Faced with a society of couch potatoes, is it any wonder that journalists feel the need to take an extreme position in order to gain our attention? Rather like a child who feels its message isn't getting through, national newspapers resort to screaming their message through sensationalist headlines just to raise a glimmer of interest among readers.
Take the coverage of the most recent threat to the planet – avian flu. The newspaper coverage over the past couple of weeks has become increasingly hysterical, with writers revelling in images of pestilence and chaos, visualising a country locked down by disease, with travel curtailed, schools closed and quarantines imposed. The comments of the Government's chief medical officer, Sir Liam Donaldson, at the beginning of the week enabled the press to write off 50,000 lives on their front pages.
The public response? Well, most males of my acquaintance won't come up with their usual flu claims when they come down with a slight sniffle this year. But the locals in my area aren't exactly queuing round the block for the flu vaccine.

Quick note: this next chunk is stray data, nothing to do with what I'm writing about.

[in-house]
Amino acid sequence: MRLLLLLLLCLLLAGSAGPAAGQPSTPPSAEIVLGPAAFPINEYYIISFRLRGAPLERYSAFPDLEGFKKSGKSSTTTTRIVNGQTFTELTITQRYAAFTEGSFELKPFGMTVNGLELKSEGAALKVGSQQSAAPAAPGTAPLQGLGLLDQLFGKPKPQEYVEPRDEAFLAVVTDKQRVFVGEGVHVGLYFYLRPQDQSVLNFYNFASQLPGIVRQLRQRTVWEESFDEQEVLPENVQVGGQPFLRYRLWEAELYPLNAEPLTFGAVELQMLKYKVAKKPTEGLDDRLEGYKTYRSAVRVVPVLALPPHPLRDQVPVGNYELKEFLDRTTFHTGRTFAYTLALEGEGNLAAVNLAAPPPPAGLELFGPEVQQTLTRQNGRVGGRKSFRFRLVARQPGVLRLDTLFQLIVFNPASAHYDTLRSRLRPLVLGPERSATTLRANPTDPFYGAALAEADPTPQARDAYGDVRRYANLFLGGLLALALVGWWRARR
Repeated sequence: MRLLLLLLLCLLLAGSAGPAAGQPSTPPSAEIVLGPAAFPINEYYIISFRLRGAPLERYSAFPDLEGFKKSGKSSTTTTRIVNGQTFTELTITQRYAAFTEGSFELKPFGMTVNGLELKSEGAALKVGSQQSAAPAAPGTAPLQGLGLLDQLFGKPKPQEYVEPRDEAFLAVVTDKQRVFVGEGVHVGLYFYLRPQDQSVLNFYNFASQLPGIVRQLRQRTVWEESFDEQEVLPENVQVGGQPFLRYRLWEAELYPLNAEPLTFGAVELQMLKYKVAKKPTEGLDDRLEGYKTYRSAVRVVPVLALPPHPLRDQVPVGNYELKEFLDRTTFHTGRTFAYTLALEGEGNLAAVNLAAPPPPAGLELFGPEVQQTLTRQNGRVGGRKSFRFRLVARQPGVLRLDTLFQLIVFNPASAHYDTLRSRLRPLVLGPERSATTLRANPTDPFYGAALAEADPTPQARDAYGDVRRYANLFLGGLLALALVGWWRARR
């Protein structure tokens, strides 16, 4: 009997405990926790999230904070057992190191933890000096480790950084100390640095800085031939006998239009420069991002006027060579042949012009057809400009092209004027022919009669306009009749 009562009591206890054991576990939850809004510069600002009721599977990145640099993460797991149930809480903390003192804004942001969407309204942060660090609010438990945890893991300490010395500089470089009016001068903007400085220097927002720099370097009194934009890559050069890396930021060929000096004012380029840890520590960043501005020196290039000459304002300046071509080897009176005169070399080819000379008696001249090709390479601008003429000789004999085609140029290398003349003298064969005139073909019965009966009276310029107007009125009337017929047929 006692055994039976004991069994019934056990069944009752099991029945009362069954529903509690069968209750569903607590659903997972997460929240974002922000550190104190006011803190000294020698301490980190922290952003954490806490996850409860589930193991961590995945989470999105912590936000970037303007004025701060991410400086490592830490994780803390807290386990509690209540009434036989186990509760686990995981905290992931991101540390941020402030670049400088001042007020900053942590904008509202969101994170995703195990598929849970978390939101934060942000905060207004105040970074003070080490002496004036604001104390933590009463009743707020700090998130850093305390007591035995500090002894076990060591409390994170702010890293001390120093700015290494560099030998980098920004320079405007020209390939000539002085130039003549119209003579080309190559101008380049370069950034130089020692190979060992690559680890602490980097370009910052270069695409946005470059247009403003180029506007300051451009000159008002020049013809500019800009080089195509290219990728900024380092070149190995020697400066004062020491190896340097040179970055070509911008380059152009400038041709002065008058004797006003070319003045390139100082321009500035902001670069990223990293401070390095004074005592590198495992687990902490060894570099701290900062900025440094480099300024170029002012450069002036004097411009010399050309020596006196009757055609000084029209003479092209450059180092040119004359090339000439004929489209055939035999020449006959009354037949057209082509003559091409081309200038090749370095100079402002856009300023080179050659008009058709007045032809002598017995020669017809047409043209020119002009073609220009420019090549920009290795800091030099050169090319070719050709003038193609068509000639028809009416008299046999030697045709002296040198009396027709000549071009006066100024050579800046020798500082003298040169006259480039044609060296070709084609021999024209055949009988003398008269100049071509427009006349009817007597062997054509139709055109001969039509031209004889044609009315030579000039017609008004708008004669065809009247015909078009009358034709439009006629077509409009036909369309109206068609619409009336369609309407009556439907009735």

Perhaps, as an expert involved in the Sars crisis once suggested to me, all this media scaremongering is a necessary tactic to pressurise governments into taking action.
But the real problem of course is that the sensationalist coverage in the end only serves to further desensitise the public towards potential threat. From a Western perspective, Aids, Sars and BSE all failed to deliver the promised apocalypse, and there is only so long the public can spend living in a state of anxiety before lapsing back into a state of complacency, reassuring themselves that the
media focus on a new scare story every week and that nothing ever comes of them.
So, ironically, despite the alarming rhetoric, the media are in fact complicit in lulling us into a false sense of security. This has the result that if, God forbid, the threat of avian flu becomes a grisly reality, the public will be even less prepared to deal rationally with the crisis.